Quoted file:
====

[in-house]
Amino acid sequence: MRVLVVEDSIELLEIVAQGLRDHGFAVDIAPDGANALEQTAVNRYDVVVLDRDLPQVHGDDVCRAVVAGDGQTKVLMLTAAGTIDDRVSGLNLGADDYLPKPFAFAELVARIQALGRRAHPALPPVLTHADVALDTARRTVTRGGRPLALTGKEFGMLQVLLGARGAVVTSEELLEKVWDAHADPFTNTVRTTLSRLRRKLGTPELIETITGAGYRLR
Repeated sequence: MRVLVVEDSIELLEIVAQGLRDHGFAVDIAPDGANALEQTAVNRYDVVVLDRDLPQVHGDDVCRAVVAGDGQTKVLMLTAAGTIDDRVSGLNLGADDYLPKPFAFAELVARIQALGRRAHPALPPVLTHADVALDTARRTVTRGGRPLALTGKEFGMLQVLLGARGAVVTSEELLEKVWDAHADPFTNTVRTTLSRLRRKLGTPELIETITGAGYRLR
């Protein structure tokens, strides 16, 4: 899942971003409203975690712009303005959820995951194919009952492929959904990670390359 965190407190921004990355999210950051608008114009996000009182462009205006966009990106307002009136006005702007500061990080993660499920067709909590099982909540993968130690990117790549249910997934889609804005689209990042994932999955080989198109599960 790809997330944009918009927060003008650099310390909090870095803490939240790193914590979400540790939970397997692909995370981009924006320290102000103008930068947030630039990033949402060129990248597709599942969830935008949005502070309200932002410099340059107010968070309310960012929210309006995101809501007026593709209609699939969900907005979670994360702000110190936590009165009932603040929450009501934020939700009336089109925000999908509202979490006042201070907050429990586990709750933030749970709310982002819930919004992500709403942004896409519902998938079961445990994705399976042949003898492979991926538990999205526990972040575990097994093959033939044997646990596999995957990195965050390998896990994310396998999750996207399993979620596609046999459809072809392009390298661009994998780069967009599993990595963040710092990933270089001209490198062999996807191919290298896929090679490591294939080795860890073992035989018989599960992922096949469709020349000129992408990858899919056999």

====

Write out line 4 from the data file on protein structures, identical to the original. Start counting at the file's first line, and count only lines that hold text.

């Protein structure tokens, strides 16, 4: 899942971003409203975690712009303005959820995951194919009952492929959904990670390359 965190407190921004990355999210950051608008114009996000009182462009205006966009990106307002009136006005702007500061990080993660499920067709909590099982909540993968130690990117790549249910997934889609804005689209990042994932999955080989198109599960 790809997330944009918009927060003008650099310390909090870095803490939240790193914590979400540790939970397997692909995370981009924006320290102000103008930068947030630039990033949402060129990248597709599942969830935008949005502070309200932002410099340059107010968070309310960012929210309006995101809501007026593709209609699939969900907005979670994360702000110190936590009165009932603040929450009501934020939700009336089109925000999908509202979490006042201070907050429990586990709750933030749970709310982002819930919004992500709403942004896409519902998938079961445990994705399976042949003898492979991926538990999205526990972040575990097994093959033939044997646990596999995957990195965050390998896990994310396998999750996207399993979620596609046999459809072809392009390298661009994998780069967009599993990595963040710092990933270089001209490198062999996807191919290298896929090679490591294939080795860890073992035989018989599960992922096949469709020349000129992408990858899919056999």